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One in four women who told their boss they were undergoing fertility treatment say they have experienced unfair treatment as a result.
One in four women who told their boss they were undergoing fertility treatment say they have experienced unfair treatment at work as a result, a survey has found.
This included emotional harassment, not being given promotions, and even being made redundant, the women surveyed said.
The poll, released today by the campaign group Pregnant Then Screwed, also highlights that most women undergoing fertility treatment still do not disclose this at work. Only 42% of women undergoing treatment told their boss.
“We are seeing an increasing number of calls to our helpline from women who experience discrimination in the workplace as a result of reproductive health issues,” Joeli Brearley, the founder of Pregnant Then Screwed, said in a statement.
“Women are incredibly vulnerable at this time, and they need support from their employer, rather than prejudice. And employers should be very aware that this type of behaviour is unlawful and could land them in court if they are not careful.’’
Fertility issues are often considered a taboo, despite being common. Around 1 in 7 couples may have difficulty conceiving, according to the NHS.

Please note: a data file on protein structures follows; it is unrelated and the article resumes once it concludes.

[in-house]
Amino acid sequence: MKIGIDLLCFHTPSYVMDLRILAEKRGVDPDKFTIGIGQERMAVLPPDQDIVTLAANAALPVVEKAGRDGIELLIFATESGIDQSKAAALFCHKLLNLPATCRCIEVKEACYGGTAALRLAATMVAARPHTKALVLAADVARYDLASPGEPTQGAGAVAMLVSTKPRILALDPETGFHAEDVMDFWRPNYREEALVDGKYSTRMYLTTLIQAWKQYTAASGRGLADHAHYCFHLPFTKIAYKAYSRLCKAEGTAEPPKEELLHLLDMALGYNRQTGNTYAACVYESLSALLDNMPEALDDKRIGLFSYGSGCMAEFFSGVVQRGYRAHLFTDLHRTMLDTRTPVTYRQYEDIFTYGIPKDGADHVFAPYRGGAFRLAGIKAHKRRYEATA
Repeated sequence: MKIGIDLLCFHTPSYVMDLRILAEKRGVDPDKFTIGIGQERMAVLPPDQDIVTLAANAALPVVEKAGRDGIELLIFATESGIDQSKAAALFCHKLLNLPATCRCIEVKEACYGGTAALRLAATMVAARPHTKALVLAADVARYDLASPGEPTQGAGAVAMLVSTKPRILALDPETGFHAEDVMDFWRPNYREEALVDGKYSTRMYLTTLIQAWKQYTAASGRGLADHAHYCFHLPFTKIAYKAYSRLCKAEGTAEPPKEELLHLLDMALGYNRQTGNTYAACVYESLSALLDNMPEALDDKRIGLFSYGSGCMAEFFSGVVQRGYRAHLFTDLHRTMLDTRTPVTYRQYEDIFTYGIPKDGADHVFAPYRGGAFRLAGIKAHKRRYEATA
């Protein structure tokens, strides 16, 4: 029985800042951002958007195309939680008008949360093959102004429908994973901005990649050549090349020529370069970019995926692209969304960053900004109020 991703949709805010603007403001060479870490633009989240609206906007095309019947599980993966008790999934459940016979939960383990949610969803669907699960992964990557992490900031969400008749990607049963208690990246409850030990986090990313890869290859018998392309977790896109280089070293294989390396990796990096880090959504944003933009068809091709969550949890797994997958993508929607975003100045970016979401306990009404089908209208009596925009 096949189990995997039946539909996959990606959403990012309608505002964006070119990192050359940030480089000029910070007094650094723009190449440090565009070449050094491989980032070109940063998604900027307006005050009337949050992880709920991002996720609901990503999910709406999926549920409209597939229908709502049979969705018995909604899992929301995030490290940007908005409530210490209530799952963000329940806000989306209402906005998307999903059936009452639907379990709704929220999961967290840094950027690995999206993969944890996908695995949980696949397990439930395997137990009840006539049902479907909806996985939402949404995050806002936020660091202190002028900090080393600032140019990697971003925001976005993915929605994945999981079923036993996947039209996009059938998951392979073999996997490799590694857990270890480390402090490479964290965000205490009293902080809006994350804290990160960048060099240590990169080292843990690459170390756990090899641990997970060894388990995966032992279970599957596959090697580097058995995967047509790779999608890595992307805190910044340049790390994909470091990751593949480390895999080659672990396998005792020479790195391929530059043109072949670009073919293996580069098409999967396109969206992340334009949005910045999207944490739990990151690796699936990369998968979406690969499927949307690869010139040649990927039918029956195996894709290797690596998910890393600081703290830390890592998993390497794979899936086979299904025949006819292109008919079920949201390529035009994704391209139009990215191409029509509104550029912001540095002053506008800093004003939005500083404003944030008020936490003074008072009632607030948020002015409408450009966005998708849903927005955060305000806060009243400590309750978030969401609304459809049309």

This latest poll, released to coincide with Infertility Awareness Week, echoes the results of other recent surveys. Over a third (35%) of people undergoing fertility treatment felt that it had impacted their career, according to a 2016 study carried out for Fertility Network UK. Almost three-quarters (72%) of employees said their company didn’t have a fertility policy, according to a 2020 survey by Fertility Matters at Work.
Yet there has also been much progress in recent years. A growing number of employers are launching fertility policies that provide staff with paid leave or even financial support for treatments. Both fertility issues and fertility treatments can be emotionally and physically draining, with processes that involve multiple medical appointments.
The supermarket chain Co-op and the accountancy firm PwC are among those that now offer paid leave for appointments. The banking group NatWest and the energy company Centrica subsidise some treatments for staff, as well as running employee support networks about fertility.
Several companies have also introduced pregnancy loss policies that offer employees paid time off if they lose a baby at any stage of a pregnancy.
For employers that want to learn how to support staff with fertility issues, there are specialised companies that provide information and training. Fertility Matters at Work, one such company, can train employers and accredit them as “fertility-friendly”. Burgess Mee, a London law firm, became the UK’s first accredited fertility-friendly employer last year.
Pregnant Then Screwed is launching a similar scheme specifically for small and mid-sized employers later this year.